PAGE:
As states discuss ways to provide their citizens with affordable health care, one effort gaining traction would offer Medicaid plans on a state’s insurance marketplace, allowing those who previously did not qualify to gain access. These “Medicaid-for-all” plans, more commonly called “Medicaid buy-in” plans, would essentially allow individuals to buy into a state's Medicaid program.
Advocates for Medicaid buy-in programs see them as a way to reduce the number of uninsured people in a state, while opponents argue that these bills impose consequences on the current health insurance market. Opponents also point to flaws within the existing Medicaid system that may be exacerbated with an expanded user pool, and dispute research finding that Medicaid is cost-effective and increases access to care.
In 2018, lawmakers in 14 states have introduced legislation related to Medicaid buy-in, according to the Robert Wood Johnson Foundation's State Health and Value Strategies program. However, so far no state has enacted such a plan.
Among the bills introduced this session, legislation in Connecticut (CT HB 5463), Delaware (DE SR 70), and New Mexico (NM SM 3) would create task forces dedicated to studying the adoption of an expanded Medicaid buy-in program. Massachusetts (MA SB 638) and New Jersey (NJ SB 987) also have active legislation creating Medicaid buy-in programs for their citizens. Both states have the remainder of the year to act on the respective bills.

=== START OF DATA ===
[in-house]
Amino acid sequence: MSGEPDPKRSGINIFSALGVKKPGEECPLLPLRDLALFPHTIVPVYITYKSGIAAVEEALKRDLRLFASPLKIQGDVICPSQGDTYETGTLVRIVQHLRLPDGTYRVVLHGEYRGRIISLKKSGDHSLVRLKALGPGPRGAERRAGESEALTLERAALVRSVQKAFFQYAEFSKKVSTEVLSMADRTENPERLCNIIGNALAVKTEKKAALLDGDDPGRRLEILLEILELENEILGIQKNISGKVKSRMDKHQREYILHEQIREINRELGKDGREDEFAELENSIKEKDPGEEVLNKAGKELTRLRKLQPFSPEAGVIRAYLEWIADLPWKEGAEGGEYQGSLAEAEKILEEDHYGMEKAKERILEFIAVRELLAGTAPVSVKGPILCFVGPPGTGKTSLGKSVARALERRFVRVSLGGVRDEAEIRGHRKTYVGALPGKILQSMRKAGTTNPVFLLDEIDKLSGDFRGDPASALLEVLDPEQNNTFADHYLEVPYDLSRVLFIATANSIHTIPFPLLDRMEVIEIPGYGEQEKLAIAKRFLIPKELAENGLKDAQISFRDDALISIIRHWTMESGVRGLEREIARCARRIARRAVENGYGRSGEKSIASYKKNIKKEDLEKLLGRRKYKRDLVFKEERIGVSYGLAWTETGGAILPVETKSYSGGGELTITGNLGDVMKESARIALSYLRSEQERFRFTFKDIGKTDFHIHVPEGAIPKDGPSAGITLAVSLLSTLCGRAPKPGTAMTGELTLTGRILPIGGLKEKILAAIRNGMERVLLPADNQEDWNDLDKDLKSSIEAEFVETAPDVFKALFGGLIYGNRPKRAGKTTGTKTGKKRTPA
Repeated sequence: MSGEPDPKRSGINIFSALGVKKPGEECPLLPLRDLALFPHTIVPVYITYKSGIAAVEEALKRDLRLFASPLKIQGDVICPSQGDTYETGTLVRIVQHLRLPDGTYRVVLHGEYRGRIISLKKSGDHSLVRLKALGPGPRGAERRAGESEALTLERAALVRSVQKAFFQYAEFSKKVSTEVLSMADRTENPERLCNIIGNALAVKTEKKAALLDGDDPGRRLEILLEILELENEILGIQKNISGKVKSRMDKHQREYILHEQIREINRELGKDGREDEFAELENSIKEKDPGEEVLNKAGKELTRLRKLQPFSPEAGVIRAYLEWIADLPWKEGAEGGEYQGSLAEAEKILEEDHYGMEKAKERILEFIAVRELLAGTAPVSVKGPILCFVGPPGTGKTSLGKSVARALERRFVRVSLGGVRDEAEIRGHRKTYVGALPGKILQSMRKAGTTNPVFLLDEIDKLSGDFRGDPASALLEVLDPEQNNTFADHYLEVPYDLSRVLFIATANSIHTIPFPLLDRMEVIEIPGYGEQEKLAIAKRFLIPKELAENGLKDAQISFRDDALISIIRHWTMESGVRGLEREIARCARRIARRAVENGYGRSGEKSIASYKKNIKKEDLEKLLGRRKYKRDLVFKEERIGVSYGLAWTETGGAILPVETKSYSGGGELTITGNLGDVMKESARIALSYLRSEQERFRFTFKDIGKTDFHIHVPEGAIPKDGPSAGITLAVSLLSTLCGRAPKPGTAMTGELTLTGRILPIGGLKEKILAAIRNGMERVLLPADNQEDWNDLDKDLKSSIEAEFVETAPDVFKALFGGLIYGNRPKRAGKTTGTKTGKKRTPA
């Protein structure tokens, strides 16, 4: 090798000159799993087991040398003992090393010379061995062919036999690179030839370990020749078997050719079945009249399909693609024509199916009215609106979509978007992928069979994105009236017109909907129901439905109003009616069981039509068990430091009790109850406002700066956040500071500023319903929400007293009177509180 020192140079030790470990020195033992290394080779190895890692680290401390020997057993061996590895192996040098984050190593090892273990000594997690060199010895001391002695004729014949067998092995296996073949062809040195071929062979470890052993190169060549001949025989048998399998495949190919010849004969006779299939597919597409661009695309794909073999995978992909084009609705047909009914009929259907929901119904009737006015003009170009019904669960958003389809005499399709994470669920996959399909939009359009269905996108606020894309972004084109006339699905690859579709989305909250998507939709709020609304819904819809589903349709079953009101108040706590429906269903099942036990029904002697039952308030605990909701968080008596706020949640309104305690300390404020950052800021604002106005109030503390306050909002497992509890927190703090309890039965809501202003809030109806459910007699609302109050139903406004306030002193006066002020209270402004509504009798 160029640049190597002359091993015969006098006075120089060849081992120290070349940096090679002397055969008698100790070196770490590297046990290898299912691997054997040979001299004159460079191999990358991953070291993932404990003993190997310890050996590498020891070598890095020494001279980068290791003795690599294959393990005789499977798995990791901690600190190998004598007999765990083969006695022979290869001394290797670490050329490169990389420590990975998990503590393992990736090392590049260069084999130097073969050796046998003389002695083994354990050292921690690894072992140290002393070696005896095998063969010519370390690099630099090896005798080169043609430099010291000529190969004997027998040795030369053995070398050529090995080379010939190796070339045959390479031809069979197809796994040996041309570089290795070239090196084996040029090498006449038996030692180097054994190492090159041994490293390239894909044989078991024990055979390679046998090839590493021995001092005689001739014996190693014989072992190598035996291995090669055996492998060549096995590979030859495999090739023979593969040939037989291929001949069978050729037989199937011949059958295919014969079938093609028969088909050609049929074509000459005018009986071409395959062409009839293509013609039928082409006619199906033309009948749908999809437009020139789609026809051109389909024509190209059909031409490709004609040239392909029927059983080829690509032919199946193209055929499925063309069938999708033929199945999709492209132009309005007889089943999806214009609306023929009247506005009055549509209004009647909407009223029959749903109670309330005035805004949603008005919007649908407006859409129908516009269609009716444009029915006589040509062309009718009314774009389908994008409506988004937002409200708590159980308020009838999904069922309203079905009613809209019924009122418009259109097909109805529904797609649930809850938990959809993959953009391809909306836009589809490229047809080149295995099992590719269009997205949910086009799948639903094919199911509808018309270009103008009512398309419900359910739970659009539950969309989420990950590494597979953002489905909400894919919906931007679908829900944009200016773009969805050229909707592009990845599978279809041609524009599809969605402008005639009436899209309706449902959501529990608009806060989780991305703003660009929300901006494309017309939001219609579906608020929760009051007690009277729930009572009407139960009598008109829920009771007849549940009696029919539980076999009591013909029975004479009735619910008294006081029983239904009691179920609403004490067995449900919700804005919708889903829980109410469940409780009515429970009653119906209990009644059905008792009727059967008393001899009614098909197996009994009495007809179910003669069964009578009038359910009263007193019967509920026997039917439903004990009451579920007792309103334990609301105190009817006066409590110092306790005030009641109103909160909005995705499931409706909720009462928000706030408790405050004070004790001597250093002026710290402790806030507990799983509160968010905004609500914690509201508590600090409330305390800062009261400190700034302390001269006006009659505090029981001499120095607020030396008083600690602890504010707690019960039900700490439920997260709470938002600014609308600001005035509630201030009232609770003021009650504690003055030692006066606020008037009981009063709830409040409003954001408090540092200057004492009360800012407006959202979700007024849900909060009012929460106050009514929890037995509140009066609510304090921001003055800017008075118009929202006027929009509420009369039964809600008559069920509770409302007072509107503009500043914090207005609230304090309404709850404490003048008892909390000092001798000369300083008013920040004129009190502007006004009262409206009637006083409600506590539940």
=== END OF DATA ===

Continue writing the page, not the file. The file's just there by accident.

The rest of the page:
The most recent Medicaid buy-in program to gain serious traction was proposed in Nevada in 2017, making it to Governor Brian Sandoval’s (R) desk before he ultimately vetoed the bill. The Nevada program — nicknamed “SprinkleCare” in reference to its author, Assemblyman Michael Sprinkle (D) — would have allowed any uninsured resident to buy into the state’s Medicaid program.
The primary Medicaid story this year, however, has focused on several Republican-controlled states that have either considered Medicaid expansion legislatively or through ballot measures. As of July 2018, when Virginia enacted expansion, 33 states and the District of Columbia have chosen to expand their program for residents earning up to 138 percent of the federal poverty level (FPL). In Maine, despite voters adopting Medicaid expansion through a ballot measure last November, Governor Paul LePage (R) still refuses to file for federal support and has demanded that the legislature find a way to fund expansion. If Medicaid continues to grow in popularity as states expand the program to more eligible users, states could become more open to opening up Medicaid for anyone to buy into the program.